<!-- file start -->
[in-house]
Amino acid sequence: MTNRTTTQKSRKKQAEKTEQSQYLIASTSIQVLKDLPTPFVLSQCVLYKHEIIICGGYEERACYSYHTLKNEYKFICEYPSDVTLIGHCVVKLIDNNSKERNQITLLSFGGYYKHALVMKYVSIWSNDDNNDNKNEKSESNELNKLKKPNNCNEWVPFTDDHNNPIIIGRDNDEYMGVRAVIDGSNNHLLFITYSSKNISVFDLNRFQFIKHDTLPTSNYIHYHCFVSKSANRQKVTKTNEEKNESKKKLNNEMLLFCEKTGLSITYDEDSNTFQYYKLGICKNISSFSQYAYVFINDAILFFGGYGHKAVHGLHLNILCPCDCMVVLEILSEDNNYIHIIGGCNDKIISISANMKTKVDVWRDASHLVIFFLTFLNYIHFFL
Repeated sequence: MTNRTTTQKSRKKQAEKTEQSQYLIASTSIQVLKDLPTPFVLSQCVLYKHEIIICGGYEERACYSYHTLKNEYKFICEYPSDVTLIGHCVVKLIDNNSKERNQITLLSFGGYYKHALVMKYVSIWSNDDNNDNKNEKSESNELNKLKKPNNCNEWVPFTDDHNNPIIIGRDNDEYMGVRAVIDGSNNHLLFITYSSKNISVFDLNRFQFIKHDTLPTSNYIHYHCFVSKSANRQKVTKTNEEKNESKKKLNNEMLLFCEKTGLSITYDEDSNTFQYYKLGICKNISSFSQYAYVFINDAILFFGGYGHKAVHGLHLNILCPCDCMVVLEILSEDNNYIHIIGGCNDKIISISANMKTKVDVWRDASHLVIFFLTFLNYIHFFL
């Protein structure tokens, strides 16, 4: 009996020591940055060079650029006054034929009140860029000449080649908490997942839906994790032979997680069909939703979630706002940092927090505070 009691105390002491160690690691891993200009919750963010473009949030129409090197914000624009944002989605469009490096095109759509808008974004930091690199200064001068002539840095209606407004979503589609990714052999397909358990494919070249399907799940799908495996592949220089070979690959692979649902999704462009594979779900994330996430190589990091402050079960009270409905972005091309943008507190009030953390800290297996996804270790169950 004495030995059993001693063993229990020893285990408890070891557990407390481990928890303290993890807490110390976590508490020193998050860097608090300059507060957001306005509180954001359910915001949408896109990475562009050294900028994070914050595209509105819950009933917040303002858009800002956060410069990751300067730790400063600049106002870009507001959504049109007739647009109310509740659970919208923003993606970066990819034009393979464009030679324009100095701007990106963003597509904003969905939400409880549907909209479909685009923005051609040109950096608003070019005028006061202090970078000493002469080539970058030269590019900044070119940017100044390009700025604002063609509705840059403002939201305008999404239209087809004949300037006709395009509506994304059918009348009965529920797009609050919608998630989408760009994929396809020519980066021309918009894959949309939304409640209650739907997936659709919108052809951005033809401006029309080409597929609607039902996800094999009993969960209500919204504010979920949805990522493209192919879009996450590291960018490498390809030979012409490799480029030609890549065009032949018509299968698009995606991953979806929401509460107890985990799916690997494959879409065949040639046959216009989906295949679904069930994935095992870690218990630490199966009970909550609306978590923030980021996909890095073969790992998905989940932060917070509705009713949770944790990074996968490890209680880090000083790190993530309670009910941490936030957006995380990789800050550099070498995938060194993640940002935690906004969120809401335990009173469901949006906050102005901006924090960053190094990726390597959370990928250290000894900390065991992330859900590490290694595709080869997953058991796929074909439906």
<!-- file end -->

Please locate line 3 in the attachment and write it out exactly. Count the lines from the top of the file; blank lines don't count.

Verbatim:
Repeated sequence: MTNRTTTQKSRKKQAEKTEQSQYLIASTSIQVLKDLPTPFVLSQCVLYKHEIIICGGYEERACYSYHTLKNEYKFICEYPSDVTLIGHCVVKLIDNNSKERNQITLLSFGGYYKHALVMKYVSIWSNDDNNDNKNEKSESNELNKLKKPNNCNEWVPFTDDHNNPIIIGRDNDEYMGVRAVIDGSNNHLLFITYSSKNISVFDLNRFQFIKHDTLPTSNYIHYHCFVSKSANRQKVTKTNEEKNESKKKLNNEMLLFCEKTGLSITYDEDSNTFQYYKLGICKNISSFSQYAYVFINDAILFFGGYGHKAVHGLHLNILCPCDCMVVLEILSEDNNYIHIIGGCNDKIISISANMKTKVDVWRDASHLVIFFLTFLNYIHFFL